This year we launched our 2019 reproduction chimneypiece collection inspired from the antique chimneypieces we have owned with the intention to create mantels as they would have been crafted in the 18th Century, working with the most luxurious semi-precious materials and ensuring the highest quality of design and craftsmanship.
The Perfect Marriage between Jamb's Mantles and Marbles.
21 June 2019
Creating a mantle from blocks of Breche marble is the ultimate bespoke chimneypiece. There is nothing more unique. There will only ever be one. It can never be replicated. It is an authentic process, as it would have been, centuries ago. Once the block has been sourced, quarried from the side of an Italian mountain, it is only when you cut into the block that the true and complete beauty is revealed. I like surrendering to this process where the magic can only be revealed in the carving. It is something you don’t have complete control over.
We have selected large blocks of Breccia serravezza that we love to work with and can offer the best choice of colour for each reproduction design. We also always try to guide historically appropriate materials that correlate to design. Different materials through the 18th and 19th Centuries had different moments of favour. The general palate of the first half of the 18th Century was to use Grey Breches and English stones. Carrara also had significance and popularity. The latter part of the 18th Century favoured Sienna and Jasper marbles.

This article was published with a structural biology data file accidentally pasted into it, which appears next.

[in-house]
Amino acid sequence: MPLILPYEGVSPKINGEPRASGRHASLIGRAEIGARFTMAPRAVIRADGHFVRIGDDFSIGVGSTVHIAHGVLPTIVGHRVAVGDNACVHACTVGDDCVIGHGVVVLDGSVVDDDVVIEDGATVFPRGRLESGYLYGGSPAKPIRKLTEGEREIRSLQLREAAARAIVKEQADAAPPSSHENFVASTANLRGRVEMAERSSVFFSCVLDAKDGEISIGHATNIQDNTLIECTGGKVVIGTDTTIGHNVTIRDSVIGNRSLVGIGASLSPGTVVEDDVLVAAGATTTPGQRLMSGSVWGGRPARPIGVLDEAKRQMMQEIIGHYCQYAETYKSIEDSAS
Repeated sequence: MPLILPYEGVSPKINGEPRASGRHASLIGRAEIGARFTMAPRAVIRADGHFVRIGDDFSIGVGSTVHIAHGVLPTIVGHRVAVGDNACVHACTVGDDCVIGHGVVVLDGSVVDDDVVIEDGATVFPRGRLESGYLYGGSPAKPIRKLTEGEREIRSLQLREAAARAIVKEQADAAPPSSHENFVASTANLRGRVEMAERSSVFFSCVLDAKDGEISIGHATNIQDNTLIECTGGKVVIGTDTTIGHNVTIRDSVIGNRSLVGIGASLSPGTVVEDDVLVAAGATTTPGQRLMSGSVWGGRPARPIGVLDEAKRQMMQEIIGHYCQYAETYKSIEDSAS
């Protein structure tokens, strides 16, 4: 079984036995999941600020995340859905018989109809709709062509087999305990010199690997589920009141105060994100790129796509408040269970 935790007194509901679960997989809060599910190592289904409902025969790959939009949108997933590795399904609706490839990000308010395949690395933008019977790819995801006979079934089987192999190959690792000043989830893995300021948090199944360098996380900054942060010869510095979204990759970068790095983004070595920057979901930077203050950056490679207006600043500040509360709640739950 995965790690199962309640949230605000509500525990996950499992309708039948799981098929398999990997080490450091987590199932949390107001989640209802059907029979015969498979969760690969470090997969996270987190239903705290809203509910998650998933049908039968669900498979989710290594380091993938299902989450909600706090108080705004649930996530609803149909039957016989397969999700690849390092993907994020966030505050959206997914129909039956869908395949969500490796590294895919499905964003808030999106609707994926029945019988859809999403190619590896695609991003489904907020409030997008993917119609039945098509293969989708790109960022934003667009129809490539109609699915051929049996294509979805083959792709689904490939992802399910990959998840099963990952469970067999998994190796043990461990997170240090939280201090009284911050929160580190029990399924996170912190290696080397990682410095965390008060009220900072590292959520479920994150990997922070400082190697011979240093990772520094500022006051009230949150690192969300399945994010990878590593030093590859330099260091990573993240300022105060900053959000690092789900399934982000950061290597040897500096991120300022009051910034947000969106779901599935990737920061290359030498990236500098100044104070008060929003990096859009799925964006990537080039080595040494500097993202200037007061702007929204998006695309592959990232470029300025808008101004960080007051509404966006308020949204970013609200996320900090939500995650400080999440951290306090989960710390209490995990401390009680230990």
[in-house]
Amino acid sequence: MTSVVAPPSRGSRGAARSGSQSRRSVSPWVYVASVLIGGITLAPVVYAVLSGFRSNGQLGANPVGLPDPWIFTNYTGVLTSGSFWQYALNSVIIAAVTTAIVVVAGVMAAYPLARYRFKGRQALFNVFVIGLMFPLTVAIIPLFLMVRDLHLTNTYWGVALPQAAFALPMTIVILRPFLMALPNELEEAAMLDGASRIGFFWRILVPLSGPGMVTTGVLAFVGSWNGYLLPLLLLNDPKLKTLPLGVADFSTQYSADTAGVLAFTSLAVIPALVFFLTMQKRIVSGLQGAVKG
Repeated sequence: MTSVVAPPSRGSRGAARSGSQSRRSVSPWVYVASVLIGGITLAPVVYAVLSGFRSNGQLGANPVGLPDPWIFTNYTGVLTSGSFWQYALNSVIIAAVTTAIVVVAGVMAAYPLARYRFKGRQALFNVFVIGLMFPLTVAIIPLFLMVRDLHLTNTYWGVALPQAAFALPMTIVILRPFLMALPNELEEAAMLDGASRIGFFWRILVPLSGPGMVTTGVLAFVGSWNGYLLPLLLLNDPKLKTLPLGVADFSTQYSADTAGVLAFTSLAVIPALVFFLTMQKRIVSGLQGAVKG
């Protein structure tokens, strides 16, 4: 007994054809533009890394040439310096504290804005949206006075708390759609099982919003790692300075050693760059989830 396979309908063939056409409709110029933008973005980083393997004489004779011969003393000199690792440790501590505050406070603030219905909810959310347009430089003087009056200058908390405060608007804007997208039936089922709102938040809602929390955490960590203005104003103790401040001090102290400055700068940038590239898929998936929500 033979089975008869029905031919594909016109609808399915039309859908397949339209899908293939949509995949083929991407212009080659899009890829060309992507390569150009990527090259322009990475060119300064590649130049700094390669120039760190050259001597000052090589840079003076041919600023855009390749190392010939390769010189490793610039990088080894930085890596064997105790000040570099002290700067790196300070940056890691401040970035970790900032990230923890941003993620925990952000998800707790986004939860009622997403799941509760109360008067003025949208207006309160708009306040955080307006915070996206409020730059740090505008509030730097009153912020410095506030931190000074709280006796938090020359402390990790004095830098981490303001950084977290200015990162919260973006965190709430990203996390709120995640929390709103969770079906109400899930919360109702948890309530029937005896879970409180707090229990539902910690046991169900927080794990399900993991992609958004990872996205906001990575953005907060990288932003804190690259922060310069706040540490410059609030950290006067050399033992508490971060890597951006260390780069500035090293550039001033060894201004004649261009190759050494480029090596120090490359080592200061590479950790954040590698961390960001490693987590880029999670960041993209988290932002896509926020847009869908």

The Breche of the St James is a jewel of a material, an exclusive marble that we were able to source but is unlikely we will be able to get again. The marble is rarer than most, with its pistachio greens and tobacco browns. We believe it is the last of its kind and we have a little left in stock.
There are also times when we are asked to source a particular colour or type of veining and then we source directly from Italy. We are thrilled to be able to access the finest materials, including Derbyshire fossil from the Chatsworth estate as illustrated above with the Ashwell reproduction fireplace.
The choice of material can give an important hierarchy between several pieces throughout one property. The principle rooms often requiring more opulent or bolder tones than more intimate spaces which might suit a more muted palette. The drama and dynamism of breche marble often lends itself to more architectural carving, particularly in the early Georgian era when exotic marbles were very highly valued. In a design scheme where carving is not favoured, a strong marble can imbue a simple chimneypiece with the gravitas to hold a principle room.
I love marbles that are richly steeped in heritage and those that encompass fossils thousands of years old. For example the Occhio di Pavone. It is extraordinary if you think about it... that one can live alongside a geological ‘freeze -frame in time’ - an architectural centrepiece of natural history.